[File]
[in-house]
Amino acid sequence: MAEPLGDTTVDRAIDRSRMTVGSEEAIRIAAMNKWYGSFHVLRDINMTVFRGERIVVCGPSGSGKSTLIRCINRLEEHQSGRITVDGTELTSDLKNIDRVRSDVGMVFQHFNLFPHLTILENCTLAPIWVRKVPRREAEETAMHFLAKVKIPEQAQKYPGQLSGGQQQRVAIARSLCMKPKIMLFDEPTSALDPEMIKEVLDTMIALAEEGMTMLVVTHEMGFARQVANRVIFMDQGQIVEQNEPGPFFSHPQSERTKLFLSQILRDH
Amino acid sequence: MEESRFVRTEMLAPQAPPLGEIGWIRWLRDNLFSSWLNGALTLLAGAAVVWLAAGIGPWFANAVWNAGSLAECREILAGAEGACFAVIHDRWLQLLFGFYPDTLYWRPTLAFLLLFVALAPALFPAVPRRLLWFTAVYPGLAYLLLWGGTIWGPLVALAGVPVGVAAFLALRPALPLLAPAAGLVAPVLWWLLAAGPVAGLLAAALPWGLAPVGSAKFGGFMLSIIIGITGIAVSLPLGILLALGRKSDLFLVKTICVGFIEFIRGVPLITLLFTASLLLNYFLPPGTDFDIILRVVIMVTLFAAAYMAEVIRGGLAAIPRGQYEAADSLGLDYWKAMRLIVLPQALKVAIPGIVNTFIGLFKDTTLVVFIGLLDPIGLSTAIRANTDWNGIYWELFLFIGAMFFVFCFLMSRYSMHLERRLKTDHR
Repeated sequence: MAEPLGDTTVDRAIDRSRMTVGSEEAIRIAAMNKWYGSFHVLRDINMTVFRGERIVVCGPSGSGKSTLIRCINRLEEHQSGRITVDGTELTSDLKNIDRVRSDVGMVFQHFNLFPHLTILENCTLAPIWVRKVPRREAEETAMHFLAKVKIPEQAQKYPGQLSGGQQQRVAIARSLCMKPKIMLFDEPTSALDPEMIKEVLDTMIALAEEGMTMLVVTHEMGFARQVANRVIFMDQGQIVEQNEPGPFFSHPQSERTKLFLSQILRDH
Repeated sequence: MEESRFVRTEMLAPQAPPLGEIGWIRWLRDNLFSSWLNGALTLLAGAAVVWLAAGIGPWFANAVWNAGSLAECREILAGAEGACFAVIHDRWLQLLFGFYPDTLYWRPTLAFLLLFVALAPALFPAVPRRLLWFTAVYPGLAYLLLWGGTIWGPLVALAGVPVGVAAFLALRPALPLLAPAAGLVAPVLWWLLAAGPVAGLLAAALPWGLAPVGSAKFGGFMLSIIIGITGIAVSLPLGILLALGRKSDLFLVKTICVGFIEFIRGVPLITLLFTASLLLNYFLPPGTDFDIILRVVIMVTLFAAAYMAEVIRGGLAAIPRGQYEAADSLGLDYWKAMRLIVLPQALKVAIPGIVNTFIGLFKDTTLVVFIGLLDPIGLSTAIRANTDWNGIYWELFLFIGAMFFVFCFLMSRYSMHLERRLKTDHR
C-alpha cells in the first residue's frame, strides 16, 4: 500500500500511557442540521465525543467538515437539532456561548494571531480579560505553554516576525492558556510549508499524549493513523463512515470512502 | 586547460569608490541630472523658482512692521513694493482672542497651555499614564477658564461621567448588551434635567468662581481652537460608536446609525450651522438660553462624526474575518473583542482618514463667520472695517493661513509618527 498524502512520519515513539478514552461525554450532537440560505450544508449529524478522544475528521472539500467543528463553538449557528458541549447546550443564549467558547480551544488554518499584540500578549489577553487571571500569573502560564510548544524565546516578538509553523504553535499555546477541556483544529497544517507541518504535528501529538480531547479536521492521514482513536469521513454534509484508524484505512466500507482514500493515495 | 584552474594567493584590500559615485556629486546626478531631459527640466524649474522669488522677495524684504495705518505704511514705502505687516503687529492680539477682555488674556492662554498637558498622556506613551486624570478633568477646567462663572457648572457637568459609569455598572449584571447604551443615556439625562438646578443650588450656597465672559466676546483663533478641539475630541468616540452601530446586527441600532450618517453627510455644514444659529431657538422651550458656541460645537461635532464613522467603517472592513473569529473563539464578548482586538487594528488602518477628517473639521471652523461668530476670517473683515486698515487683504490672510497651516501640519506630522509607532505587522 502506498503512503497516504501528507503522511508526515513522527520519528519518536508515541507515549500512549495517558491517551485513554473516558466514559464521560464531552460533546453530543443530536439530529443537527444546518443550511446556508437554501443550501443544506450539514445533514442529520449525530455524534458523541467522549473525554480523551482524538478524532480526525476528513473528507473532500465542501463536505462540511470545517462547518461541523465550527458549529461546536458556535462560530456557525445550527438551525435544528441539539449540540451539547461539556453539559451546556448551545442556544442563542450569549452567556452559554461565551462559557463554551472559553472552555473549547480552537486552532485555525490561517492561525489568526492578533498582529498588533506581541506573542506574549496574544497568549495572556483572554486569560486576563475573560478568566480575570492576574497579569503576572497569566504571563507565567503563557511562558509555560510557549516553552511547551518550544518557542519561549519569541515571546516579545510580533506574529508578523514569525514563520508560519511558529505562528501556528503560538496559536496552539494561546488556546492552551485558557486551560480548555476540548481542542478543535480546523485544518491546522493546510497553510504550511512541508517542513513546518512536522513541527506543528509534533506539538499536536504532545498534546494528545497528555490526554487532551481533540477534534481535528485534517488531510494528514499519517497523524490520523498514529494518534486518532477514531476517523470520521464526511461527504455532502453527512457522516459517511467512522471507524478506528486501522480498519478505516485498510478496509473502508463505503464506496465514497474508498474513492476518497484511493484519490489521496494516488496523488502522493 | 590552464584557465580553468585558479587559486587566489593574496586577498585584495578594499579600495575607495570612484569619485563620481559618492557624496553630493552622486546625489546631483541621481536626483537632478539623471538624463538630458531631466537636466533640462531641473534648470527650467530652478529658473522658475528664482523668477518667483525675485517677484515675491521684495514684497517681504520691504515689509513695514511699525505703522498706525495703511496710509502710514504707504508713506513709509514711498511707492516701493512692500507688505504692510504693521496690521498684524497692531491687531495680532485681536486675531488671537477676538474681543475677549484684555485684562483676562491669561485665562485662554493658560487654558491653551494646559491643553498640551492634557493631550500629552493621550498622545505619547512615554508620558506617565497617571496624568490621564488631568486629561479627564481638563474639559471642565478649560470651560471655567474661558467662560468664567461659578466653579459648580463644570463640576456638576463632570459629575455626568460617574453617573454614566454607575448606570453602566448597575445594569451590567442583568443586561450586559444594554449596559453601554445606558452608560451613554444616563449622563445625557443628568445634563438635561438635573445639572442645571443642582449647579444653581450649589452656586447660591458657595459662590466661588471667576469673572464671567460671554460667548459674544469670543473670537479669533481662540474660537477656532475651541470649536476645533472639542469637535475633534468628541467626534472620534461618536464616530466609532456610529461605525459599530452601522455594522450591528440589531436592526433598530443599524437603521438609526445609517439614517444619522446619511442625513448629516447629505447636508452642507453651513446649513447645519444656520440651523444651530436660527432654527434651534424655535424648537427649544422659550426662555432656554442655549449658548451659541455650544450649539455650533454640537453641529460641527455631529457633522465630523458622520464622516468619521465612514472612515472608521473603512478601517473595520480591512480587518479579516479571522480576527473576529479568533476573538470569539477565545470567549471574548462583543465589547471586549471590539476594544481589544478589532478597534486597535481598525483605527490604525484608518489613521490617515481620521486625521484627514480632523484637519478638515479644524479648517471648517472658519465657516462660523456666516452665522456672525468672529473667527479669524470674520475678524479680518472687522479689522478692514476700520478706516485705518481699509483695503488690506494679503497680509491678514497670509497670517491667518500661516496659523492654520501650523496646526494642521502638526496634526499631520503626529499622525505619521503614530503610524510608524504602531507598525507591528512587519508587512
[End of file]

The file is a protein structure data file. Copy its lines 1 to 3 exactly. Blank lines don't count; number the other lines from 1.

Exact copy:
[in-house]
Amino acid sequence: MAEPLGDTTVDRAIDRSRMTVGSEEAIRIAAMNKWYGSFHVLRDINMTVFRGERIVVCGPSGSGKSTLIRCINRLEEHQSGRITVDGTELTSDLKNIDRVRSDVGMVFQHFNLFPHLTILENCTLAPIWVRKVPRREAEETAMHFLAKVKIPEQAQKYPGQLSGGQQQRVAIARSLCMKPKIMLFDEPTSALDPEMIKEVLDTMIALAEEGMTMLVVTHEMGFARQVANRVIFMDQGQIVEQNEPGPFFSHPQSERTKLFLSQILRDH
Amino acid sequence: MEESRFVRTEMLAPQAPPLGEIGWIRWLRDNLFSSWLNGALTLLAGAAVVWLAAGIGPWFANAVWNAGSLAECREILAGAEGACFAVIHDRWLQLLFGFYPDTLYWRPTLAFLLLFVALAPALFPAVPRRLLWFTAVYPGLAYLLLWGGTIWGPLVALAGVPVGVAAFLALRPALPLLAPAAGLVAPVLWWLLAAGPVAGLLAAALPWGLAPVGSAKFGGFMLSIIIGITGIAVSLPLGILLALGRKSDLFLVKTICVGFIEFIRGVPLITLLFTASLLLNYFLPPGTDFDIILRVVIMVTLFAAAYMAEVIRGGLAAIPRGQYEAADSLGLDYWKAMRLIVLPQALKVAIPGIVNTFIGLFKDTTLVVFIGLLDPIGLSTAIRANTDWNGIYWELFLFIGAMFFVFCFLMSRYSMHLERRLKTDHR